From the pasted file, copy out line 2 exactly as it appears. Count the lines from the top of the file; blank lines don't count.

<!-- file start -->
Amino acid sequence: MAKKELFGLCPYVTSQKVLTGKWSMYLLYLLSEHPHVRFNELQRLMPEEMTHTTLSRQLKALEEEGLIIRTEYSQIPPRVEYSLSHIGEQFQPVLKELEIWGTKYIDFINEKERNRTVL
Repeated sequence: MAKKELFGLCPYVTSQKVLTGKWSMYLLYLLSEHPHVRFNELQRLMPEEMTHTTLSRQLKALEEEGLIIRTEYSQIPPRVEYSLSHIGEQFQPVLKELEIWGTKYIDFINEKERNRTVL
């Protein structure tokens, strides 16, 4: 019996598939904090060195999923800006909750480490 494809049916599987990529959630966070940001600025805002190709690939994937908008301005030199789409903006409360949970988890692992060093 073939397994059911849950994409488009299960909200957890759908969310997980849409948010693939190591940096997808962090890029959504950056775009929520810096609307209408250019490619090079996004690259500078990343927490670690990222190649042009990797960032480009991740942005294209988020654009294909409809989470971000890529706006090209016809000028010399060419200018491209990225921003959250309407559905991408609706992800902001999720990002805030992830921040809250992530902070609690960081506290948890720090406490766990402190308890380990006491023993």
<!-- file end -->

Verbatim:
Repeated sequence: MAKKELFGLCPYVTSQKVLTGKWSMYLLYLLSEHPHVRFNELQRLMPEEMTHTTLSRQLKALEEEGLIIRTEYSQIPPRVEYSLSHIGEQFQPVLKELEIWGTKYIDFINEKERNRTVL